Purpose: Concern has been raised about possible increased morbidity associated with laparoscopic donor nephrectomy (LDN) during the learning curve of the procedure and at centers with a low volume of living donors. We evaluated the safety and success of LDN at a low volume living donor transplant center with a skilled laparoscopic urologist and experienced renal transplant team. Materials and Methods: We reviewed the records of all patients who underwent LDN at our institution. A single surgeon skilled in laparoscopy (JAC) performed all LDNs. Patient demographics, operative reports, complications and recipient outcomes were evaluated. Results: A total of 17 LDNs were performed between January 2000 and September 2002. There was 1 elective conversion to an open procedure for kidney harvest due to complex hilar anatomy. Only 1 minor complication occurred (wound seroma) and 1 donor had creatinine persistently elevated to 1.9 mg/dl (normal 0.6 to 1.2). Mean operating room time, estimated blood loss and hospital stay were 250 minutes, 188 ml and 2.5 days, respectively. Recipient creatinine had a nadir mean of 1.2 mg/dl and a 90-day postoperative mean of 1.6 mg/dl. One recipient eventually lost the graft due to recurrent disease. Conclusions: LDN can be performed safely and efficiently at low volume transplant centers with a skilled laparoscopist and experienced renal transplant team. Laparoscopic skills developed during similar procedures, such as laparoscopic radical and partial nephrectomy, minimize the learning curve and morbidity of LDN to produce results consistent with those in the published literature.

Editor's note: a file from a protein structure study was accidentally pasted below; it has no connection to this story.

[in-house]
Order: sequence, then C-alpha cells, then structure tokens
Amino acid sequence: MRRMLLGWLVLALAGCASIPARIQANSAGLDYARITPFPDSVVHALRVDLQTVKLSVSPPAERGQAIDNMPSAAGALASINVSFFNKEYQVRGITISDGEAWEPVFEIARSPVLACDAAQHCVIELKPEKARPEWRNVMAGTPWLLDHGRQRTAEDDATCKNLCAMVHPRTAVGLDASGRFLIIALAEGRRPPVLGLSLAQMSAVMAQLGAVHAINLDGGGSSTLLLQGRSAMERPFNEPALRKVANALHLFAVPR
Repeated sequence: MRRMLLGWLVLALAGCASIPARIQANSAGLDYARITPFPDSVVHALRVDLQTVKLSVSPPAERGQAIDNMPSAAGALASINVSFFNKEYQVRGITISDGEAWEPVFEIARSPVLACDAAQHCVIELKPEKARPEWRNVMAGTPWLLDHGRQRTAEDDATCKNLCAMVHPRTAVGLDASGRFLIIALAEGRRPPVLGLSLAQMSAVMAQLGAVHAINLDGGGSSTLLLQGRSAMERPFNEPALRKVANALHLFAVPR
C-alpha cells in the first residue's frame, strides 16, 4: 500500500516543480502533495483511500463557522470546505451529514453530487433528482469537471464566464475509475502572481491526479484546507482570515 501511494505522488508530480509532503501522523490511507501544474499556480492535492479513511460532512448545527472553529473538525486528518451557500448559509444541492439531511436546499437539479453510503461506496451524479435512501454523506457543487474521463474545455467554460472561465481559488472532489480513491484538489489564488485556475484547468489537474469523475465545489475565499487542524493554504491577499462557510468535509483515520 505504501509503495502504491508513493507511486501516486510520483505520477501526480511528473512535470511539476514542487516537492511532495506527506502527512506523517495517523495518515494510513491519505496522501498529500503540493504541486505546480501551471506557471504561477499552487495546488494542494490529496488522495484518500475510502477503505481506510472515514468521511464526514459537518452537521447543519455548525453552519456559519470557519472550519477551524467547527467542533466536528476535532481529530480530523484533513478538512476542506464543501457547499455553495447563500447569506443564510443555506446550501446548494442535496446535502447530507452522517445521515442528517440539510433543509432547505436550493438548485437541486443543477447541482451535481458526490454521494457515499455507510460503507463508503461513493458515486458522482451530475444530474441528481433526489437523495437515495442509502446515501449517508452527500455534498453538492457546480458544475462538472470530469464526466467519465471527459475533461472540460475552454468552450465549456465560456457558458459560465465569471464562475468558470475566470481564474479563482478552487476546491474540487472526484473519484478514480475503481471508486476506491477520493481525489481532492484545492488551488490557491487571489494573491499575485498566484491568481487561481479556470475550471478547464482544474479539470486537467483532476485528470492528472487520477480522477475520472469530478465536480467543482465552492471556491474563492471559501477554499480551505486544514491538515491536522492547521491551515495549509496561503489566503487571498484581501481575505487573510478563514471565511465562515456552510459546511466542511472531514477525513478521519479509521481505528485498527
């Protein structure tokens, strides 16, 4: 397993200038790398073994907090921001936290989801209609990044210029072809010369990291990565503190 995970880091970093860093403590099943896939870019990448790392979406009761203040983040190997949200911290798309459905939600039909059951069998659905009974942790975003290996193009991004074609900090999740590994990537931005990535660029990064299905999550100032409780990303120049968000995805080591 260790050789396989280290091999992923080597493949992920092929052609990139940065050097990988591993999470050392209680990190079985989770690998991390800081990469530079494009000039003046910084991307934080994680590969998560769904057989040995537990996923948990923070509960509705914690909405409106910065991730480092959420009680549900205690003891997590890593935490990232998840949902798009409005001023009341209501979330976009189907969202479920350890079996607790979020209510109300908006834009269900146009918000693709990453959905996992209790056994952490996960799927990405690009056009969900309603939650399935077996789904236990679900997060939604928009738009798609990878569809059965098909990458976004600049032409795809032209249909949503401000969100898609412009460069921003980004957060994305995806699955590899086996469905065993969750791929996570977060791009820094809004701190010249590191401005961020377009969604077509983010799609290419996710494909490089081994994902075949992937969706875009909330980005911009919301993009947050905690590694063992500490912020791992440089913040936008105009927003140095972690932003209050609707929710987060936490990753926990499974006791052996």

- Kidney transplantation
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